Science Fair Project Encyclopedia
His professional cycling career began in 1980 and lasted for fifteen years, retiring at the end of the 1994 season. He had over 90 professional victories in his career. During that time he raced with the following teams:
- 1980 - 1983: Peugeot - France
- 1984 - 1987: Panasonic - The Netherlands
- 1988 - 1990: TVM - The Netherlands
- 1991 - 1994: Motorola - USA
For 1984-1985 he was #1 UCI world ranked cyclist. In 1987 he was awarded the Order of Australia for service to cycling. In 2001 he received a Centenary Medal for service to Australian society through the sport of cycling.
As of 2005, Phil Anderson is the highest Australian finisher in the overall race classifications, coming fifth in 1982 and again in 1985. In 1981 he first wore the race leaders yellow jersey, the first for a non-european cyclist. He again donned the yellow jersey in 1982 for 9 days. He was also awarded the white jersey as best young (under 25) rider in 1982.
In his early years on the tour, as the sole Australian, he was nicknamed Skippy, after the kangaroo character in the Australian children's television series (1966-68), Skippy the Bush Kangaroo . Coming from Australia, the young Phil Anderson faced a big challenge "It was a big change; I'd never lived out of home before, so that was a big difference, and then there's the length of the races; you know all of a sudden you're riding 200 kilometres a day instead of back here you'd be racing 80 or 100 kilometres a day; huge fields, you turn up at a race and you'd have 200 riders, 250 riders." he told a reporter for The Sports Factor radio program on the ABC in 1999.
There was strong motivation for Anderson to perform well "It's difficult because I was on a French team, and I felt that the French riders got priority, and I had to go a bit deeper or had to be a little better than some of my colleagues on the team. But that hardened me, and put pressure on me, and I think became part of my make-up in the end."
Anderson described what it meant to win the yellow jersey for the first time in 1981:
- "It happened in the Pyrenees. This was my first Tour de France. I didn't have aspirations of becoming the wearer of the yellow jersey or anything like that. I was given my instructions and I was supposed to look after a rider on my team, the team leader, a Frenchman, and I forgot my instructions and just sort of went in to survival mode over a number of mountain passes, just staying up with some of the top riders, and before I knew it, my team director came up beside me in his car and told me, 'Listen, what happened to your leader, the guy that you've been instructed to watch today?' you know. And to help if he has any troubles, or just pace him back if he's having some troubles. And I said, 'Oh gee, that's right. Where is he?' And he said, 'he's five or ten minutes back, in the next group.' I said, 'No worries I'll wait up for him.' He said, 'No, no, stay up here, you're doing OK, just stay out of trouble and try and hang on as long as possible.' "
- "So hang on I did, and whistled down the next mountain and got to the last climb and I stayed up with Bernard Hinault; there was one rider, a Belgian rider, Lucien van Impe rode away, an excellent climber, he rode away and so we came in a couple of minutes later, but I had enough time from some good days previously, that I climbed into the yellow jersey, and I had no idea of what the sort of yellow jersey represented, because I mean there's so much history to it, and for me it was just like, 'Oh yes, great, I don't have to wash my old jersey tonight, you know, get a new one'. But really, you're sort of at the highest level of the sport."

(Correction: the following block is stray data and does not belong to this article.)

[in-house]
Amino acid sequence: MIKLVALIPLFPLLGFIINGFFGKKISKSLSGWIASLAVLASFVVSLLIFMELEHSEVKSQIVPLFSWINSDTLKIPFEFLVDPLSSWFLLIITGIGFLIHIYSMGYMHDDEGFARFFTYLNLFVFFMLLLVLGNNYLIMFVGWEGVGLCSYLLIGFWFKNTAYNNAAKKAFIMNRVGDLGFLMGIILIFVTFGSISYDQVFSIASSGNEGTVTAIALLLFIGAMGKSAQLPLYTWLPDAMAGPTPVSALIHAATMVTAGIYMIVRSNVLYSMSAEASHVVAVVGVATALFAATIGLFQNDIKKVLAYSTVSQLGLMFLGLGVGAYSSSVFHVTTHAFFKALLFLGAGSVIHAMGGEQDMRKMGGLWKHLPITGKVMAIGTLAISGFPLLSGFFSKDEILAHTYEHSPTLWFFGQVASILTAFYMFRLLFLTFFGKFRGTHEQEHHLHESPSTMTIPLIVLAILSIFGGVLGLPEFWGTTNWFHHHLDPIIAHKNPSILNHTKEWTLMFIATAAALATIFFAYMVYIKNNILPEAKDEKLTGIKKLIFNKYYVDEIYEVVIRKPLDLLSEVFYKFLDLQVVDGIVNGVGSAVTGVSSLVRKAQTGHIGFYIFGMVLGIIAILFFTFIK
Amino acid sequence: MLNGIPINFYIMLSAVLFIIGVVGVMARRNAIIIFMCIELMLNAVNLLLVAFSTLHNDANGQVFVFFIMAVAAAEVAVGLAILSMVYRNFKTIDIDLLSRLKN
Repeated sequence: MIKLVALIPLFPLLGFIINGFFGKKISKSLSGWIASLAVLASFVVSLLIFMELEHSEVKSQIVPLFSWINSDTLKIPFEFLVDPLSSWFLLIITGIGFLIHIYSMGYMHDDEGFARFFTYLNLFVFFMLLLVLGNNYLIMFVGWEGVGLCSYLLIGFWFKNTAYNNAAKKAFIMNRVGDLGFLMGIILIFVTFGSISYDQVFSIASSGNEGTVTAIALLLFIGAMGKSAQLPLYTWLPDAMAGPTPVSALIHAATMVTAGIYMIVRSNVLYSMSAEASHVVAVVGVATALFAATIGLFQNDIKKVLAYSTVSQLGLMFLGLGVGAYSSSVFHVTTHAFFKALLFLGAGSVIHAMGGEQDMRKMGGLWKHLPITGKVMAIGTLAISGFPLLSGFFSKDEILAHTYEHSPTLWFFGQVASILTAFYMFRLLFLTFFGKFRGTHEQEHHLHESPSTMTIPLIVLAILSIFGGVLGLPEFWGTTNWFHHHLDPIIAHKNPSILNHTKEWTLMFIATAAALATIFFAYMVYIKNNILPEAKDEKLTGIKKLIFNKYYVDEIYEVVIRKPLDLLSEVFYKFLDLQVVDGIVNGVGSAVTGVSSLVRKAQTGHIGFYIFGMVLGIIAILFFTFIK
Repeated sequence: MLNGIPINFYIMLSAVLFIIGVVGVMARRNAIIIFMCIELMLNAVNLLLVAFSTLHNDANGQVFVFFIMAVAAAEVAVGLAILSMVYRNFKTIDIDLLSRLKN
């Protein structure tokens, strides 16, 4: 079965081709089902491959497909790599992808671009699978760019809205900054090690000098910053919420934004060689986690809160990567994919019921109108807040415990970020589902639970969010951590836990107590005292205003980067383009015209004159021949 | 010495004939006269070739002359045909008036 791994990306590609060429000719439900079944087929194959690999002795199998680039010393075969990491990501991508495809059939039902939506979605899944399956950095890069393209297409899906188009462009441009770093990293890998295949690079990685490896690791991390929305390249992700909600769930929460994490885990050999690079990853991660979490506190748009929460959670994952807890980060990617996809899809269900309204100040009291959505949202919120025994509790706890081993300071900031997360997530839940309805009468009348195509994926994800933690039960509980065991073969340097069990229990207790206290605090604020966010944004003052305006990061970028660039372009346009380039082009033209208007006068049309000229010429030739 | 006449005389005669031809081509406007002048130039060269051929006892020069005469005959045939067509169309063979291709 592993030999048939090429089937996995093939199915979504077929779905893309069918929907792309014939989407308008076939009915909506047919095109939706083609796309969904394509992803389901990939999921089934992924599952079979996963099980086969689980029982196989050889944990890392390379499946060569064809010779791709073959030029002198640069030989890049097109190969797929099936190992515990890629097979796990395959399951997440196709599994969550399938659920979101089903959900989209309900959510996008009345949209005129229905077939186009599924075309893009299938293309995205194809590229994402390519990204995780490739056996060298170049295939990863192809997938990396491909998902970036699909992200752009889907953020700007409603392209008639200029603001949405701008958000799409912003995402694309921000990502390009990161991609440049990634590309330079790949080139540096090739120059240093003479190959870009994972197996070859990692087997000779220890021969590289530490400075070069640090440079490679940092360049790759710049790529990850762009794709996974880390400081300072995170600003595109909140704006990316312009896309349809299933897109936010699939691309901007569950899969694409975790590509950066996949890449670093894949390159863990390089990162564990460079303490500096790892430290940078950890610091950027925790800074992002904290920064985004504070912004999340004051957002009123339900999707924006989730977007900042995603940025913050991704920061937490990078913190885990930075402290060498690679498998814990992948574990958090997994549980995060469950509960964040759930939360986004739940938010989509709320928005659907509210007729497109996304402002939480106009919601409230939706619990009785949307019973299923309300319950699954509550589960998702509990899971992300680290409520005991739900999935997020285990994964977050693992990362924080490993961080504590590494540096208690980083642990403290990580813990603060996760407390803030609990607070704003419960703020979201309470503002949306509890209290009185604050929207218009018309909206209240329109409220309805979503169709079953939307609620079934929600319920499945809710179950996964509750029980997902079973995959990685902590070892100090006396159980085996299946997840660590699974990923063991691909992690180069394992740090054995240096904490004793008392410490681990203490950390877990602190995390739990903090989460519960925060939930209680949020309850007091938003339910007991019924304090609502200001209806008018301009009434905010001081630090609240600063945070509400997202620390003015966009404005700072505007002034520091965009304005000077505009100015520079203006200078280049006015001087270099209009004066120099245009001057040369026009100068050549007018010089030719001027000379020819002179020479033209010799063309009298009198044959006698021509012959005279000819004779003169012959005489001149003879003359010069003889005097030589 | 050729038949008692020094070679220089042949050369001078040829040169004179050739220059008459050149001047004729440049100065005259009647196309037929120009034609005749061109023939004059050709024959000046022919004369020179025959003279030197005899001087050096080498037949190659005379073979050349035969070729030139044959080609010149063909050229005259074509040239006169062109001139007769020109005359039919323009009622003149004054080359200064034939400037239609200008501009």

Anderson won two stages of the Tour de France in his career: Stage 2: Bâle – Nancy in 1982, and Stage 10: Rennes – Quimper in 1991. Tour de France placings and awards include:
- 1981: 10th overall, First non-euopean cyclist to wear the race leaders Yellow jersey
- 1982: 1st (Stage 2), 5th overall, yellow jersey for 9 days, awarded white jersey as best young rider
- 1983: 9th overall
- 1984: 10th overall
- 1985: 5th overall
- 1986: 39th overall
- 1987: 27th overall
- 1989: 38th overall
- 1990: 71st overall
- 1991: 1st (Stage 10), 45th overall
- 1992: 81st overall
- 1993: 6th (Stages 7 + 20), 84th overall
- 1994: 4th (Stage 20), 69th overall
Some notable career highlights include:
- 1981: First non-euopean cyclist to wear the Tour de France race leaders Yellow jersey
- 1982: Tour de France 1 stage, yellow jersey for 9 days, awarded white jersey
- 1983: 1st Amstel Gold , 2nd Tour de Romandie , 3rd Liège-Bastogne-Liège
- 1984: 1st Meisterschaft von Zurich, 1st Grand Prix of Frankfurt, 1st Catalan Week, 2nd Liège-Bastogne-Liège, 3rd Super Prestige Pernod
- 1985: 1st Dauphiné Libéré, 1st Tour de Suisse , 1st Grand Prix of Frankfurt, 1st GP E3 Harelbeke, 2nd Ronde van Vlaanderen, 2nd Ghent-Wevelgem, 2nd Super Prestige Pernod
- 1986: 1st Paris-Tours , 3rd Giro di Lombardia
- 1987: 1st Milano-Torino
- 1988: 1st Tour of Denmark, 2nd Ronde van Vlaanderen,
- 1989: 1st Tour de Romandie , 3rd Liège-Bastogne-Liège, Giro d'Italia 1 stage
- 1990: 1st Inter-Giro Classification
- 1991: 1st Tour of Britain, 1st Semaine Cycliste Intl., 1st Tour Mediterranean , 1st Tour DuPont, 1st Criterium Holland
- 1992: 1st Tour of Ireland
- 1993: 1st Tour of Britain, 1st G.P. Impanis, 1st Tour of Sweden
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